The Campaign Spot

Tennesseans Weigh In On Hillary’s Chances In Her Own State

Tennesseans, former Tennesseans, and near-Tennesseans respond to the poll showing Hillary leading Rudy Giuliani and Mitt Romney there. First up, Sam:

I don’t pretend to have my fingers on the pulse of Tennesseans, but I can attest to a few things about that match-up.  As a general rule, Tennesseans are very proud of anyone from their home state that makes it to the “big-time.”  Fred has certainly done this and Tennesseans want to have “one of their own” in the White House.  Gore, as you remember, lost Tennessee in 2000, this could be in part due to the lack of his identity as a Tennessean, but rather as a part of the Washingtonian elite.  Hillary is pulling good numbers in Tennessee according to your cited poll but that is perhaps mostly attributed to her huge lead nationwide. 

Mike writes: 

Hillary moving up in the General Election polls, in Tennessee or overall (Rasmussen), mostly reflects her emerging as the consensus Democratic nominee. With her ‘way out front and a three-horse race on the other side, people don’t want to tell a pollster they will support someone who may not even be running by then. Should be worth 4-5% anyway. When it’s down to St. George and the Dragon, who knows? 

Former Tennessean Chris doubts the results on election day will resemble that poll:

Just relocated in June from Tennessee to Richmond… I lived in Tennessee from 2001 to 2007, first in the Memphis area and then near Nashville.
Hillary beat Rudy or Mitt… in Tennessee? Hillary? Feh, remain skeptical. Either Rudy or Mitt will beat her like a rented mule on social- and national-security issues. Plus, tax-related concerns will sink her there — Tennessee has no state income tax, and they like it that way.

Wilson in Memphis sees some possible avenues for Hillary:

Middle TN has an awful lot of “yellow dog” DEMS. If they like her, AND, if the black vote in Memphis turns out big, she could win. Harold Ford, Jr. nearly pulled it off against Corker, and that was with three of his Ford relatives, all politicians, under indictment.
Working against her, the GOV is a popular pro-busines DEM who thinks the party needs to move to the middle. He’s on record as having opposed “another Northeastern liberal” for the DEM nomination. He made his own fortune in healthcare, and isn’t likely to support any of her plans. He worked for Ford.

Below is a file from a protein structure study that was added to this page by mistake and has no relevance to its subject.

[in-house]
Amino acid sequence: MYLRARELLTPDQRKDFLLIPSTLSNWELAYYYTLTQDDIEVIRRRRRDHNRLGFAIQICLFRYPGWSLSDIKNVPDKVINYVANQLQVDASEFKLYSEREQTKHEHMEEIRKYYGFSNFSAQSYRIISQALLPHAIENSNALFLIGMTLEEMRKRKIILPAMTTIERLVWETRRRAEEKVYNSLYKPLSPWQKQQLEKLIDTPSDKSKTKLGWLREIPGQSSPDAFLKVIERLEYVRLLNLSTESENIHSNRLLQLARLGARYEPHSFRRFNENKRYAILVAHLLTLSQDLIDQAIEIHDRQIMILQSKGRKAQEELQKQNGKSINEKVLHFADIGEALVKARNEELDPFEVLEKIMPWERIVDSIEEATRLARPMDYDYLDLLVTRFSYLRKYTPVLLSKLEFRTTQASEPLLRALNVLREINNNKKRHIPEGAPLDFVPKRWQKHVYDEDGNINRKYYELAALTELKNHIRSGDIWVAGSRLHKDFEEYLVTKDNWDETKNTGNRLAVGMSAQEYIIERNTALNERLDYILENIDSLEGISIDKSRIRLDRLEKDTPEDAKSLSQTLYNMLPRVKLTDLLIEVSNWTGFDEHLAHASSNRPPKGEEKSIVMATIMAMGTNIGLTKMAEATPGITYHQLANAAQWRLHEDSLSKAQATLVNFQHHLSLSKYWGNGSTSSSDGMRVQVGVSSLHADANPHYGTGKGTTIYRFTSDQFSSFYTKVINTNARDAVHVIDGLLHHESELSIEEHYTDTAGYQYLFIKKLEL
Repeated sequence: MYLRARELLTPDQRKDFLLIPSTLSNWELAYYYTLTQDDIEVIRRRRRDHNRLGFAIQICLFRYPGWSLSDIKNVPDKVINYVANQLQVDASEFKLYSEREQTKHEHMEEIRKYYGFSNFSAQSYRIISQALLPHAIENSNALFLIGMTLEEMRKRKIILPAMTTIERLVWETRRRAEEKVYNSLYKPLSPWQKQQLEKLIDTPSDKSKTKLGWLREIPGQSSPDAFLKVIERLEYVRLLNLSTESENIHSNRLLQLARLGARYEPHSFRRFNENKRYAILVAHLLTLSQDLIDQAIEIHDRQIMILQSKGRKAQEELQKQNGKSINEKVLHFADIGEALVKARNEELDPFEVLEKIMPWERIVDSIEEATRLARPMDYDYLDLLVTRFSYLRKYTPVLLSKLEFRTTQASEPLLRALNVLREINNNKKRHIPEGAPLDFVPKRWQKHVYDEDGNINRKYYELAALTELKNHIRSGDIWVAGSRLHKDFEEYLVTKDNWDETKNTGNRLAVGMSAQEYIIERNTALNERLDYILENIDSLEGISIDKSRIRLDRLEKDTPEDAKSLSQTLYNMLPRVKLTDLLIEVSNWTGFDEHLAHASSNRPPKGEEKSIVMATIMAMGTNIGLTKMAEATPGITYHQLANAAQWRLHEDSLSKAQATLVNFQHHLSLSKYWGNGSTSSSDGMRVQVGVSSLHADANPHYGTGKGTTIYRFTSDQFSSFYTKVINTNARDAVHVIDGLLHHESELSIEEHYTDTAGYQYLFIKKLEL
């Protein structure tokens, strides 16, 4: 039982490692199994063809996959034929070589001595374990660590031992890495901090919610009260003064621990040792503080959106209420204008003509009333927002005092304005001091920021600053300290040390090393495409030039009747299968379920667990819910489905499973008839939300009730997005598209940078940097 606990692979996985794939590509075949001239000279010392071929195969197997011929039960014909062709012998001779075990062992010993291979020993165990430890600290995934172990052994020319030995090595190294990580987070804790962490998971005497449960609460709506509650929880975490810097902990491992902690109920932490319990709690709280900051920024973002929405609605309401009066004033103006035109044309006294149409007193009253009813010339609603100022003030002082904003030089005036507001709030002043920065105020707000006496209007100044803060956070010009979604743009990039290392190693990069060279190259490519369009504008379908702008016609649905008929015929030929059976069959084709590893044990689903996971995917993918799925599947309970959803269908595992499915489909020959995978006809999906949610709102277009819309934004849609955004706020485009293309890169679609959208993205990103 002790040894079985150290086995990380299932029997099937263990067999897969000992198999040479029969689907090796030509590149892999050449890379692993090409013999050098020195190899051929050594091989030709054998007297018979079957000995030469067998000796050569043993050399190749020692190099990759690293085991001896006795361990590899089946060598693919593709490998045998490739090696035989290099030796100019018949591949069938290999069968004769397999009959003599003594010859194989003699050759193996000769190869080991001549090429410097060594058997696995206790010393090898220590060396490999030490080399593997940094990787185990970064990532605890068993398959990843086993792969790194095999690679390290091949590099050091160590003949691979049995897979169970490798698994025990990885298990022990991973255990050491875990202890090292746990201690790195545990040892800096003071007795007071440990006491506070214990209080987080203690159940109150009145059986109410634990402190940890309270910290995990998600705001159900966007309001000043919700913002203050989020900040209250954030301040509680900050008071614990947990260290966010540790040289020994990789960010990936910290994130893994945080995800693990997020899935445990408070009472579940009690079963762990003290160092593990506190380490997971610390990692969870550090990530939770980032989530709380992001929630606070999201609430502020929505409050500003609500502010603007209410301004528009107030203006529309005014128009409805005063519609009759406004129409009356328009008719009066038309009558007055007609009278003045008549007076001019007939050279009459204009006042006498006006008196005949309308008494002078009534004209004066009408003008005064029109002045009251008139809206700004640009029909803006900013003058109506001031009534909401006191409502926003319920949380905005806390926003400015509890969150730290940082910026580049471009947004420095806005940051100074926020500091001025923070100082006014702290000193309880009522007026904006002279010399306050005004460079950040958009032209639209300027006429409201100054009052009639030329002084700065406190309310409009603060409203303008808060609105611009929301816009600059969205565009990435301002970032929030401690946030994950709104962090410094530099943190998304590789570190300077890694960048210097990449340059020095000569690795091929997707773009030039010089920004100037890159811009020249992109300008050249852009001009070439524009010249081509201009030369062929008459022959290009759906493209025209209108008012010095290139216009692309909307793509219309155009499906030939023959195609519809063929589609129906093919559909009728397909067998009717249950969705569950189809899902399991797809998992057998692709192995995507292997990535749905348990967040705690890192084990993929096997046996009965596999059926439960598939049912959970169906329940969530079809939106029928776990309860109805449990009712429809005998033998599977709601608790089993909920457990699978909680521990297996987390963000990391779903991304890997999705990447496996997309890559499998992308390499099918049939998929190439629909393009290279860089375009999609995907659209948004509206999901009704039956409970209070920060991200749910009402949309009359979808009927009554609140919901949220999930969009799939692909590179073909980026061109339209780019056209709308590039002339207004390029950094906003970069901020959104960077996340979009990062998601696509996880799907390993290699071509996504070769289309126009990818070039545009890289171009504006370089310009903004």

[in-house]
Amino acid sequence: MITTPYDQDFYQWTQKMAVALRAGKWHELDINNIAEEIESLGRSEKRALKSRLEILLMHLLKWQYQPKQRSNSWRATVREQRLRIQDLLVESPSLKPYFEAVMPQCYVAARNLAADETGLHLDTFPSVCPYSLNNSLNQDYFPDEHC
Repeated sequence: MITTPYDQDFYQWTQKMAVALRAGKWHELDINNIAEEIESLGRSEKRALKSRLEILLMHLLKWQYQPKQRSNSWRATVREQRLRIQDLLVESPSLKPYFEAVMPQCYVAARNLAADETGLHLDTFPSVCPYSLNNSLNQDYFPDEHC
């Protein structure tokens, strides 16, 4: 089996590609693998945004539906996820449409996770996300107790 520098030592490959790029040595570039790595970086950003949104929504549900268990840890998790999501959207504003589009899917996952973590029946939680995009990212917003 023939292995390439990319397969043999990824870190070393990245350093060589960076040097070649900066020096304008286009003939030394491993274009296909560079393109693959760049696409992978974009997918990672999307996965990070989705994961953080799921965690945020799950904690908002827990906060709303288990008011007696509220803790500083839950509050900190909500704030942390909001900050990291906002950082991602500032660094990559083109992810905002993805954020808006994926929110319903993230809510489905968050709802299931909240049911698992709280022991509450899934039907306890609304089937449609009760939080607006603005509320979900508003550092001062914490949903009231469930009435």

Nancy in Columbia, Tennessee thinks the results reflect the level of attention this early:

Could Hillary win Tennessee? In a word, no.  How would Hillary pull off what native Tennessean Al Gore could not? Remember, in 2000, Al Gore was just as popular for his “lock box” than constant environmental nagging. If he couldn’t win his home state, Hillary hasn’t a prayer.  (Not to mention, red state Democrats break into hives at the shrill Hillary.)
Also, the Rasmussen poll asks the question today.  To be honest, I don’t see a great number of Tennesseans who are fully engaged in an election that is still over a year away. We’ve been experiencing a major drought down here and the price of hay is of much greater concern.

Finally, Curt lays out a good case for taking these, and in fact most polling results with a grain of salt:

The TN poll has Giuliani losing by 2 but it has him winning Alabama by 16. These results are totally incompatible if you look at past elections: 
2004 Bush by 14% TN Bush by 25% AL difference 11%
2000 Bush by 4% TN Bush by 15% AL difference 11% (Gore on opposing ticket)
1996 Clinton by 2% in TN Dole by 7% AL difference 9% (Gore “, Perot)
1992 Clinton by 4% TN Bush by 7% AL difference 11% (Gore “, Perot)
1988 Bush by 16% TN Bush by 19% AL difference 3%
1984 Reagan by 16% in TN Reagan by 23% AL difference 7%1
980 Reagan by .3% in TN Reagan by 1.3% AL difference 1% 
Since Reagan picked the lock and then smashed to pieces the Democratic lock on Dixie in 84, GOP has averaged 7% wins in TN, 16% wins in Alabama, an average difference of 9%.  If Giuliani is losing TN to Hillary by 2%, he should be winning Alabama only by about 7%, like happened in ‘96. If he is winning Alabama by 16%, he should be winning TN by about 7%, like in 2000, more or less.
Something is very off here.  Unless Rasmussen can explain why these two states suddenly would differ by 18%, much more than the historical average, I would suggest it’s just another case of more inaccurate state polls.  Averages have been startlingly consistent over the last four elections.

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